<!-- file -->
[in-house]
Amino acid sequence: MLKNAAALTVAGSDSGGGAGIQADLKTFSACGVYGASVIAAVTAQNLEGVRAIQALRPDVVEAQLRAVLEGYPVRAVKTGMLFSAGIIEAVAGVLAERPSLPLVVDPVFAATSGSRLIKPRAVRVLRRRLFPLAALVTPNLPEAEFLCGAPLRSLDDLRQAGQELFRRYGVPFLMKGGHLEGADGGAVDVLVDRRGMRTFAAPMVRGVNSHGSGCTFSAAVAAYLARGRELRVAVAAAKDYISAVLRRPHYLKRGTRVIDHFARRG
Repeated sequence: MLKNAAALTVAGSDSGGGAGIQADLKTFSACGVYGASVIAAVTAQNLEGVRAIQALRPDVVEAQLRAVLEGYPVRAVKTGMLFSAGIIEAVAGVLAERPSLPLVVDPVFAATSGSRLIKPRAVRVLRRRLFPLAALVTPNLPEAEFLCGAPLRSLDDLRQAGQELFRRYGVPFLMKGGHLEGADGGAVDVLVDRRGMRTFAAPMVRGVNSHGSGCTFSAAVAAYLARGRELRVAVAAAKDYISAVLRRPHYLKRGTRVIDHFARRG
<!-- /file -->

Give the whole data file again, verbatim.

[in-house]
Amino acid sequence: MLKNAAALTVAGSDSGGGAGIQADLKTFSACGVYGASVIAAVTAQNLEGVRAIQALRPDVVEAQLRAVLEGYPVRAVKTGMLFSAGIIEAVAGVLAERPSLPLVVDPVFAATSGSRLIKPRAVRVLRRRLFPLAALVTPNLPEAEFLCGAPLRSLDDLRQAGQELFRRYGVPFLMKGGHLEGADGGAVDVLVDRRGMRTFAAPMVRGVNSHGSGCTFSAAVAAYLARGRELRVAVAAAKDYISAVLRRPHYLKRGTRVIDHFARRG
Repeated sequence: MLKNAAALTVAGSDSGGGAGIQADLKTFSACGVYGASVIAAVTAQNLEGVRAIQALRPDVVEAQLRAVLEGYPVRAVKTGMLFSAGIIEAVAGVLAERPSLPLVVDPVFAATSGSRLIKPRAVRVLRRRLFPLAALVTPNLPEAEFLCGAPLRSLDDLRQAGQELFRRYGVPFLMKGGHLEGADGGAVDVLVDRRGMRTFAAPMVRGVNSHGSGCTFSAAVAAYLARGRELRVAVAAAKDYISAVLRRPHYLKRGTRVIDHFARRG